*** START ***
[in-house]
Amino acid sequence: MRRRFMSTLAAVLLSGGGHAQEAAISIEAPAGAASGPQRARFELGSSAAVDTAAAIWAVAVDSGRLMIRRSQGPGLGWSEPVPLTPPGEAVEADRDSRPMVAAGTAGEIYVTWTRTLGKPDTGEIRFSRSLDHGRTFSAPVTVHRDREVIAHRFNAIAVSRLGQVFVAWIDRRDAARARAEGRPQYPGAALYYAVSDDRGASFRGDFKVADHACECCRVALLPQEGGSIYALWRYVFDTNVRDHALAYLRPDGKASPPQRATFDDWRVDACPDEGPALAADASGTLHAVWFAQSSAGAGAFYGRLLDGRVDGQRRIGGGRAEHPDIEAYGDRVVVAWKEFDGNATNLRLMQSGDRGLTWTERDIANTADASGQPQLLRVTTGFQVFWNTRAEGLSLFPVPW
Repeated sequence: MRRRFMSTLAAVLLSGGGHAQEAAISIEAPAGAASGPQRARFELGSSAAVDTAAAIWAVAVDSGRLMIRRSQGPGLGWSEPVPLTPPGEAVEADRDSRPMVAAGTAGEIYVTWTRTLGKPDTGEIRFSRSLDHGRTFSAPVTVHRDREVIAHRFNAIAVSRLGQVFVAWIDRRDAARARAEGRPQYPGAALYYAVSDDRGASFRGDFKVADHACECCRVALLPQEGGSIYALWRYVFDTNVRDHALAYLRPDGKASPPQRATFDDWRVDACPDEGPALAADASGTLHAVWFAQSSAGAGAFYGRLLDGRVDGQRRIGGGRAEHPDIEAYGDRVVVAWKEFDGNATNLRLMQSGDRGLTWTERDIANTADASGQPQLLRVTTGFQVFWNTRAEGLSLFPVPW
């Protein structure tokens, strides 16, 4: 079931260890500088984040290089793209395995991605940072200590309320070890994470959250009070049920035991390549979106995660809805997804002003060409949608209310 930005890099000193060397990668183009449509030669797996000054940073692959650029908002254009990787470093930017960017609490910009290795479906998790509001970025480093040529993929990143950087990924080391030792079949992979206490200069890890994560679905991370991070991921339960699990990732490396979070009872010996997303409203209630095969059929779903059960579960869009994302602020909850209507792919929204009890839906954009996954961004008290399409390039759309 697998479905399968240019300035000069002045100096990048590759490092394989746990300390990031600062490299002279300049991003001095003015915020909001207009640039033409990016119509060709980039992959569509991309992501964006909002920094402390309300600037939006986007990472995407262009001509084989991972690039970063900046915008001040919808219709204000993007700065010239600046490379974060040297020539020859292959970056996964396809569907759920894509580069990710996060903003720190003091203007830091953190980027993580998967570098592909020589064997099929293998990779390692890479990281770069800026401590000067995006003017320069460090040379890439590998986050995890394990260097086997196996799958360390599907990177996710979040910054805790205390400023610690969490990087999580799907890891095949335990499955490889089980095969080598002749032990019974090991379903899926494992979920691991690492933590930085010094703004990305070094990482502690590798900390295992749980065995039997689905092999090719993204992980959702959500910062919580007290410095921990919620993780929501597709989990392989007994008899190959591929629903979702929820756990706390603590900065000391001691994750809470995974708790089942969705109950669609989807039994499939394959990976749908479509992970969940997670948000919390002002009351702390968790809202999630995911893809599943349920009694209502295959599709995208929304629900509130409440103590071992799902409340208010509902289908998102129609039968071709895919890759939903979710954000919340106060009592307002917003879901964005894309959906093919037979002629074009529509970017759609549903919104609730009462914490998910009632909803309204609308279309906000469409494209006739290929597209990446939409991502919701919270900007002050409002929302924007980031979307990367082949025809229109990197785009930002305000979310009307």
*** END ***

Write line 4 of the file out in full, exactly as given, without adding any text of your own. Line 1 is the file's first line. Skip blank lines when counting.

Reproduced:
């Protein structure tokens, strides 16, 4: 079931260890500088984040290089793209395995991605940072200590309320070890994470959250009070049920035991390549979106995660809805997804002003060409949608209310 930005890099000193060397990668183009449509030669797996000054940073692959650029908002254009990787470093930017960017609490910009290795479906998790509001970025480093040529993929990143950087990924080391030792079949992979206490200069890890994560679905991370991070991921339960699990990732490396979070009872010996997303409203209630095969059929779903059960579960869009994302602020909850209507792919929204009890839906954009996954961004008290399409390039759309 697998479905399968240019300035000069002045100096990048590759490092394989746990300390990031600062490299002279300049991003001095003015915020909001207009640039033409990016119509060709980039992959569509991309992501964006909002920094402390309300600037939006986007990472995407262009001509084989991972690039970063900046915008001040919808219709204000993007700065010239600046490379974060040297020539020859292959970056996964396809569907759920894509580069990710996060903003720190003091203007830091953190980027993580998967570098592909020589064997099929293998990779390692890479990281770069800026401590000067995006003017320069460090040379890439590998986050995890394990260097086997196996799958360390599907990177996710979040910054805790205390400023610690969490990087999580799907890891095949335990499955490889089980095969080598002749032990019974090991379903899926494992979920691991690492933590930085010094703004990305070094990482502690590798900390295992749980065995039997689905092999090719993204992980959702959500910062919580007290410095921990919620993780929501597709989990392989007994008899190959591929629903979702929820756990706390603590900065000391001691994750809470995974708790089942969705109950669609989807039994499939394959990976749908479509992970969940997670948000919390002002009351702390968790809202999630995911893809599943349920009694209502295959599709995208929304629900509130409440103590071992799902409340208010509902289908998102129609039968071709895919890759939903979710954000919340106060009592307002917003879901964005894309959906093919037979002629074009529509970017759609549903919104609730009462914490998910009632909803309204609308279309906000469409494209006739290929597209990446939409991502919701919270900007002050409002929302924007980031979307990367082949025809229109990197785009930002305000979310009307």